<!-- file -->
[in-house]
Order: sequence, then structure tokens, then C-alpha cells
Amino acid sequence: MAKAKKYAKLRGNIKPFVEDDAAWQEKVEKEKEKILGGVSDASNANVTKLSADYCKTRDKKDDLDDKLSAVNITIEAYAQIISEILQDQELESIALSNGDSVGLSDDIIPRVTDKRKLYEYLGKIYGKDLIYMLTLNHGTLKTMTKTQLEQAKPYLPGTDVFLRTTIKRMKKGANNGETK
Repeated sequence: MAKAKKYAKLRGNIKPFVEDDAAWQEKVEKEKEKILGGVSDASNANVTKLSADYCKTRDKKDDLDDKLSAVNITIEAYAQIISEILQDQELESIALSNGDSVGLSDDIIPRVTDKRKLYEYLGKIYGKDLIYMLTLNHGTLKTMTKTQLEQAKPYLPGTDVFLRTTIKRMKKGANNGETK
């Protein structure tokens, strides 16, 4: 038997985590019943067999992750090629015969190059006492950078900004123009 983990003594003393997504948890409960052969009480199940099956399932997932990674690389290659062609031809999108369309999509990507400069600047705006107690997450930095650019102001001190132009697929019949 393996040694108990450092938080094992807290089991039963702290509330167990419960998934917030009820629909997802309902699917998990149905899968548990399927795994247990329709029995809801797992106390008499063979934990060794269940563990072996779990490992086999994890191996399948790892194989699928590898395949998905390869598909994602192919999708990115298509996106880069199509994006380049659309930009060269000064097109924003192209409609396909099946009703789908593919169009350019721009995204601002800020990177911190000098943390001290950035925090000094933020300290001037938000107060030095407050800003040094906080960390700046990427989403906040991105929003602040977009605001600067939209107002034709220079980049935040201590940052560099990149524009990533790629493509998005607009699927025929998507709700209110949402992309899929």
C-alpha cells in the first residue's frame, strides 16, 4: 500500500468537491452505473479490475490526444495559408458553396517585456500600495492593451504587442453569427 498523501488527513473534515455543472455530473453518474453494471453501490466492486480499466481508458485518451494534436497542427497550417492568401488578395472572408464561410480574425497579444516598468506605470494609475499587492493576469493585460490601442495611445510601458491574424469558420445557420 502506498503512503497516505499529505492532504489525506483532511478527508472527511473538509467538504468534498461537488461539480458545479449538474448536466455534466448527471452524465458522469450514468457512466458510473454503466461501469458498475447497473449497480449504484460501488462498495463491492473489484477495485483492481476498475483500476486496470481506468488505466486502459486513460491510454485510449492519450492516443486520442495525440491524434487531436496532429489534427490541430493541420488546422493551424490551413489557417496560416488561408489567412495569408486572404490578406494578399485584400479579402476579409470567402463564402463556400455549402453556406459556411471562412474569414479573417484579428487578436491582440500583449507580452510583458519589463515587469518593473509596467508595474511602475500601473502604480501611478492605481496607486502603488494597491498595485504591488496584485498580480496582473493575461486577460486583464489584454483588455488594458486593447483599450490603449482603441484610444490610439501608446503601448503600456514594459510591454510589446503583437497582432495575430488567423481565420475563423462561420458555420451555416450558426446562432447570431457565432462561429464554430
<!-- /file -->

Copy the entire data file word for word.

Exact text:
[in-house]
Order: sequence, then structure tokens, then C-alpha cells
Amino acid sequence: MAKAKKYAKLRGNIKPFVEDDAAWQEKVEKEKEKILGGVSDASNANVTKLSADYCKTRDKKDDLDDKLSAVNITIEAYAQIISEILQDQELESIALSNGDSVGLSDDIIPRVTDKRKLYEYLGKIYGKDLIYMLTLNHGTLKTMTKTQLEQAKPYLPGTDVFLRTTIKRMKKGANNGETK
Repeated sequence: MAKAKKYAKLRGNIKPFVEDDAAWQEKVEKEKEKILGGVSDASNANVTKLSADYCKTRDKKDDLDDKLSAVNITIEAYAQIISEILQDQELESIALSNGDSVGLSDDIIPRVTDKRKLYEYLGKIYGKDLIYMLTLNHGTLKTMTKTQLEQAKPYLPGTDVFLRTTIKRMKKGANNGETK
């Protein structure tokens, strides 16, 4: 038997985590019943067999992750090629015969190059006492950078900004123009 983990003594003393997504948890409960052969009480199940099956399932997932990674690389290659062609031809999108369309999509990507400069600047705006107690997450930095650019102001001190132009697929019949 393996040694108990450092938080094992807290089991039963702290509330167990419960998934917030009820629909997802309902699917998990149905899968548990399927795994247990329709029995809801797992106390008499063979934990060794269940563990072996779990490992086999994890191996399948790892194989699928590898395949998905390869598909994602192919999708990115298509996106880069199509994006380049659309930009060269000064097109924003192209409609396909099946009703789908593919169009350019721009995204601002800020990177911190000098943390001290950035925090000094933020300290001037938000107060030095407050800003040094906080960390700046990427989403906040991105929003602040977009605001600067939209107002034709220079980049935040201590940052560099990149524009990533790629493509998005607009699927025929998507709700209110949402992309899929």
C-alpha cells in the first residue's frame, strides 16, 4: 500500500468537491452505473479490475490526444495559408458553396517585456500600495492593451504587442453569427 498523501488527513473534515455543472455530473453518474453494471453501490466492486480499466481508458485518451494534436497542427497550417492568401488578395472572408464561410480574425497579444516598468506605470494609475499587492493576469493585460490601442495611445510601458491574424469558420445557420 502506498503512503497516505499529505492532504489525506483532511478527508472527511473538509467538504468534498461537488461539480458545479449538474448536466455534466448527471452524465458522469450514468457512466458510473454503466461501469458498475447497473449497480449504484460501488462498495463491492473489484477495485483492481476498475483500476486496470481506468488505466486502459486513460491510454485510449492519450492516443486520442495525440491524434487531436496532429489534427490541430493541420488546422493551424490551413489557417496560416488561408489567412495569408486572404490578406494578399485584400479579402476579409470567402463564402463556400455549402453556406459556411471562412474569414479573417484579428487578436491582440500583449507580452510583458519589463515587469518593473509596467508595474511602475500601473502604480501611478492605481496607486502603488494597491498595485504591488496584485498580480496582473493575461486577460486583464489584454483588455488594458486593447483599450490603449482603441484610444490610439501608446503601448503600456514594459510591454510589446503583437497582432495575430488567423481565420475563423462561420458555420451555416450558426446562432447570431457565432462561429464554430